So Ted disappears down the memory hole to allow Joyce to remain the same. It’s sad to break the run of great episodes with this – and it is a good episode, even a good Buffy episode, but it’s one that can’t be subjected to the same emotional scrutiny as the rest of the Buffy narrative. It’s the Problem of Jesse, of course, and proof that part of how you deal with that problem is by avoiding some tricky situations entirely.
And it should be said, also, that I can’t really see this episode as a failure. Sure, it has to be yanked unceremoniously back into line at the end, but it’s a heck of a ride getting there. (Also, John Ritter!) It’s a problematic piece, a misfire, but also a brave attempt to keep pushing into risky territory with intense emotional stories about women being challenged and rising above the threats they face. One of the big reasons people have started to care about Buffy is because this show takes risks. An episode that jumps the rails is part of the deal, and ultimately, a small price to pay.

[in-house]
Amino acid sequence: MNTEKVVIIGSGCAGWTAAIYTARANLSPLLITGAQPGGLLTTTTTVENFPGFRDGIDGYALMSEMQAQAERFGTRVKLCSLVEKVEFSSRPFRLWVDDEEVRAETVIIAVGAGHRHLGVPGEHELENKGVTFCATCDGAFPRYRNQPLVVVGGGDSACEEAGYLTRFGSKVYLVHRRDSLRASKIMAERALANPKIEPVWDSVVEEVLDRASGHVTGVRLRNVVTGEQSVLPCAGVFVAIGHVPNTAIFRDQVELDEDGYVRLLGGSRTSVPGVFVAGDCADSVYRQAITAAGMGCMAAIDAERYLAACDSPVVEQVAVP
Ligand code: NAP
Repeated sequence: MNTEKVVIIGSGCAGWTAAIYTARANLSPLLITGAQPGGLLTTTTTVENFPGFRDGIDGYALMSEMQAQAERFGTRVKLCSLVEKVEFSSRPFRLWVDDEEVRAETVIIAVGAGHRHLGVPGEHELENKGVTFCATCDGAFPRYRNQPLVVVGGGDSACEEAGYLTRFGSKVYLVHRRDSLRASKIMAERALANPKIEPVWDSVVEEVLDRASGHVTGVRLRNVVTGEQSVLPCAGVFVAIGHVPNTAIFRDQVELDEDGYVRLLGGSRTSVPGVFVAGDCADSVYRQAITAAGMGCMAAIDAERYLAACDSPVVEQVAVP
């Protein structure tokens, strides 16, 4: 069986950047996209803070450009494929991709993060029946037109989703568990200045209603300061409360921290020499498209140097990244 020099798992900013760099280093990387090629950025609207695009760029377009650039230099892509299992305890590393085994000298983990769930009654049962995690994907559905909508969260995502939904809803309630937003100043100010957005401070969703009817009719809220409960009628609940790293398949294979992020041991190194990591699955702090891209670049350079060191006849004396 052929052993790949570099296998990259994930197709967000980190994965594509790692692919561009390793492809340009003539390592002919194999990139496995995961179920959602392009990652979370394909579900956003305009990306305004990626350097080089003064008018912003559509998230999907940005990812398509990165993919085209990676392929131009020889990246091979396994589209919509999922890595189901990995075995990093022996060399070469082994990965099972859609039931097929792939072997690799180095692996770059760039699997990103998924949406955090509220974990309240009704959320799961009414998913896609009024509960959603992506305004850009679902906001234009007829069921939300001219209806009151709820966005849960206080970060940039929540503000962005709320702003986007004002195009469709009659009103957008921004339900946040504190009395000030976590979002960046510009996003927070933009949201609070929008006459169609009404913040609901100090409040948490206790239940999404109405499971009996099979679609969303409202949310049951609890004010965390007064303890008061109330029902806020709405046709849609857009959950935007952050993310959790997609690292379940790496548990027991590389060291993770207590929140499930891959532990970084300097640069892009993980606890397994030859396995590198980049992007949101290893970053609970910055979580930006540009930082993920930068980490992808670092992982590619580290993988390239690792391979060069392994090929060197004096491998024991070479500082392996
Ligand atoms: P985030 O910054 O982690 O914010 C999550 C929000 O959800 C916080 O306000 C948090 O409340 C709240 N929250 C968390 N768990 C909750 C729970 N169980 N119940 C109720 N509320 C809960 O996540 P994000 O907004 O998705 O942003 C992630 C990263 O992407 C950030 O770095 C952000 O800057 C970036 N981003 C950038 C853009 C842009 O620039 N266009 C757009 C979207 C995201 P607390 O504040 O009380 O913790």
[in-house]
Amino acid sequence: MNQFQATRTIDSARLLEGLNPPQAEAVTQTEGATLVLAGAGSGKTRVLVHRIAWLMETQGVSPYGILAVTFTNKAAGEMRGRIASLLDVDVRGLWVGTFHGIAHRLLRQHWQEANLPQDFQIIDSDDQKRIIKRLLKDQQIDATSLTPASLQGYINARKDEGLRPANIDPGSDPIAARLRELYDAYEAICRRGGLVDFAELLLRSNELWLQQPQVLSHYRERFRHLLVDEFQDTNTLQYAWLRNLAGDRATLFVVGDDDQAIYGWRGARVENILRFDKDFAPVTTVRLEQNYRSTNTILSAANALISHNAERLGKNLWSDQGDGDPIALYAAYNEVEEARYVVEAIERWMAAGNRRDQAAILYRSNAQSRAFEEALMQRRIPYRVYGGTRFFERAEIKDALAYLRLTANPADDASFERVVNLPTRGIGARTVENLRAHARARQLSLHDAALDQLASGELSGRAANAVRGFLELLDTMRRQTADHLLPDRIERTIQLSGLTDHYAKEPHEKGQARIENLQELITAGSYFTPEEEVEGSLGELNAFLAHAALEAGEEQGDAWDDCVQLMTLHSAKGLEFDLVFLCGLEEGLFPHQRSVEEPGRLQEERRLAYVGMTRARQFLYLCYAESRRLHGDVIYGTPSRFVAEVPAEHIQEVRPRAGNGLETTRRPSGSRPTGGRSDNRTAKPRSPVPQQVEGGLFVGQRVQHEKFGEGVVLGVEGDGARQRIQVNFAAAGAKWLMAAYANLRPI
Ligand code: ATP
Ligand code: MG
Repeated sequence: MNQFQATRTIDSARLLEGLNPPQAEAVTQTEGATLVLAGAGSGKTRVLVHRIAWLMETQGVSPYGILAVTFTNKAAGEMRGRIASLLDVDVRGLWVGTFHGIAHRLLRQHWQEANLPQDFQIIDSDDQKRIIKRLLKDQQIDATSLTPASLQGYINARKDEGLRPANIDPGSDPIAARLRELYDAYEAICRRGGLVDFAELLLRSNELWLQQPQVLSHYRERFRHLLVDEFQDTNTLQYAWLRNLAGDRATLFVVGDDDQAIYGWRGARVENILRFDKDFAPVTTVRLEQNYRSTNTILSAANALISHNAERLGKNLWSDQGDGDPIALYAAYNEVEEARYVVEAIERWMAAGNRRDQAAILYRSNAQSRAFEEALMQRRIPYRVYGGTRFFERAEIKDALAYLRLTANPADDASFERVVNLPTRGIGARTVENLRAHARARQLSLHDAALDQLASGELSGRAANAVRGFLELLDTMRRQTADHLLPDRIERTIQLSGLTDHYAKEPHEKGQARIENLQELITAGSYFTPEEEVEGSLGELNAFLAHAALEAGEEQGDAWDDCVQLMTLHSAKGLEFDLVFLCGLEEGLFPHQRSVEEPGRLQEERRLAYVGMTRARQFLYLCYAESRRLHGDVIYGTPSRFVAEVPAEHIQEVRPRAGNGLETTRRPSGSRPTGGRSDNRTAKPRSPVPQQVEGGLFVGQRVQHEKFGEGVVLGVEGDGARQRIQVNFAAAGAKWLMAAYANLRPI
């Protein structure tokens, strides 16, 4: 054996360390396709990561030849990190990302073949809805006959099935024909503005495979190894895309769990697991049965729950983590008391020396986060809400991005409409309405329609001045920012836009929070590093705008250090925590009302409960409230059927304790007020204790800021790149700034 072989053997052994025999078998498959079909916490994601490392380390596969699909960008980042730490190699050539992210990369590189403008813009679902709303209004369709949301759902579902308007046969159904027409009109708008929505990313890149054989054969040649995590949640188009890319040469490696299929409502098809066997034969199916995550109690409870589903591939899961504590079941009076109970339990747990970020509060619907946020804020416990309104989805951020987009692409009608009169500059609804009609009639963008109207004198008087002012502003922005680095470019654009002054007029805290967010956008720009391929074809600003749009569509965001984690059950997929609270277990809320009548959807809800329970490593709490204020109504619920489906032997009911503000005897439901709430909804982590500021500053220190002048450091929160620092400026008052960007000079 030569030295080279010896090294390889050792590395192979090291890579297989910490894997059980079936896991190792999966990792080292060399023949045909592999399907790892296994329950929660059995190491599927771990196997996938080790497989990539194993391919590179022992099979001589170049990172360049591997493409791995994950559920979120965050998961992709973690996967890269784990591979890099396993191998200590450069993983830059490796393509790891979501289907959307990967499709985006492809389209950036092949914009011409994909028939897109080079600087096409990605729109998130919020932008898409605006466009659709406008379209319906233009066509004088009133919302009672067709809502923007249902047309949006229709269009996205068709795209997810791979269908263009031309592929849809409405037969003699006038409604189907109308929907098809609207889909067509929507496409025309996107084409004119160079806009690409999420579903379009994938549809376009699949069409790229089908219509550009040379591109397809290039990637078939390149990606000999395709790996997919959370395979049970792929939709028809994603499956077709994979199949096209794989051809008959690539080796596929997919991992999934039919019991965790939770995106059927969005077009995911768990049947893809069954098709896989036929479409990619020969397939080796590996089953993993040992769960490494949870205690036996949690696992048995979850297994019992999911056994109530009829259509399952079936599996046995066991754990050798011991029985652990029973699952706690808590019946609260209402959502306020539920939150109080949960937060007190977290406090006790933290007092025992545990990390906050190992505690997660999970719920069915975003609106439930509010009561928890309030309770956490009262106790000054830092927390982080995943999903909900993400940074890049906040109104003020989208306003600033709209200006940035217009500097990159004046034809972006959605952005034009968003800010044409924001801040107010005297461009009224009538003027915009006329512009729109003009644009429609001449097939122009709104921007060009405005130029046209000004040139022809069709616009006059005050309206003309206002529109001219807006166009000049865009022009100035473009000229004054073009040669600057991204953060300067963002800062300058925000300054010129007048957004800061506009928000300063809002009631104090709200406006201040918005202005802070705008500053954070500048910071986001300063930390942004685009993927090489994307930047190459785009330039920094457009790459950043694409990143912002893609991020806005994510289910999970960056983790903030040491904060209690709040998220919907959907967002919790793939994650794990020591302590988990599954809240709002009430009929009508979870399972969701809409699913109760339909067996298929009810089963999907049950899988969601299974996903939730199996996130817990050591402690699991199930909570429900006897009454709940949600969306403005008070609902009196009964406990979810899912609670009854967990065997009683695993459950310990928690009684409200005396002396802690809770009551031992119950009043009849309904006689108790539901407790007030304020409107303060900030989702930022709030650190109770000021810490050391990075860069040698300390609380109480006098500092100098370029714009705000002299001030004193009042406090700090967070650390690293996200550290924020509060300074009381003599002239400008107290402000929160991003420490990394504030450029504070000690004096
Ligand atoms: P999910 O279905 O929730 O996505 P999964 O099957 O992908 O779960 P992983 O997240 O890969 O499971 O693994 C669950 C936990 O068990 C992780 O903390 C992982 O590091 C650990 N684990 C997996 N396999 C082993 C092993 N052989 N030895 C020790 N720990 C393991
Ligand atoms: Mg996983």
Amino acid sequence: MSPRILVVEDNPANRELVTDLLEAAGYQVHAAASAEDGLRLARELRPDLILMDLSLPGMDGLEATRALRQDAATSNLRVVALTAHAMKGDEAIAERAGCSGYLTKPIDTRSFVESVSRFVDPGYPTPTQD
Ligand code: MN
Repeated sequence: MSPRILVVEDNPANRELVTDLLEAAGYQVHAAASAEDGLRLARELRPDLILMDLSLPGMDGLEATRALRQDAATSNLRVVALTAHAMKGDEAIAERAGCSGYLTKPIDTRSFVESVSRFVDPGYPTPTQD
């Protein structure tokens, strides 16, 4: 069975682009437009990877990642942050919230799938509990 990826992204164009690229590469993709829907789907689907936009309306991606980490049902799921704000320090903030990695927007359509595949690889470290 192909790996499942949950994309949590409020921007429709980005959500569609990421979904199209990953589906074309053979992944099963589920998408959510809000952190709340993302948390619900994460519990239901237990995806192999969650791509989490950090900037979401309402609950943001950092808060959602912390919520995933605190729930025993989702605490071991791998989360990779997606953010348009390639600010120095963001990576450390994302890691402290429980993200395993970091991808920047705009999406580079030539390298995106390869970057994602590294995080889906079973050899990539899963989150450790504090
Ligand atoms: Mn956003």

* As noted before in I Robot, You Jane, Buffy’s robot/technical episodes often feel a bit wrong. This one is no exception. I still have no clear sense of why this might be. Any new ideas, anyone?
* Imagine an alternative version of this episode that wouldn’t mess up Joyce – it could be a friend of Joyce, with a daughter in Buffy’s class, who’s just found a great new man. This is more or less how Some Assembly Required insulated the regulars from the weight of its intense abuse storyline. It could work, but the episode would lose a lot of its juice as a result (see: Some Assembly Required).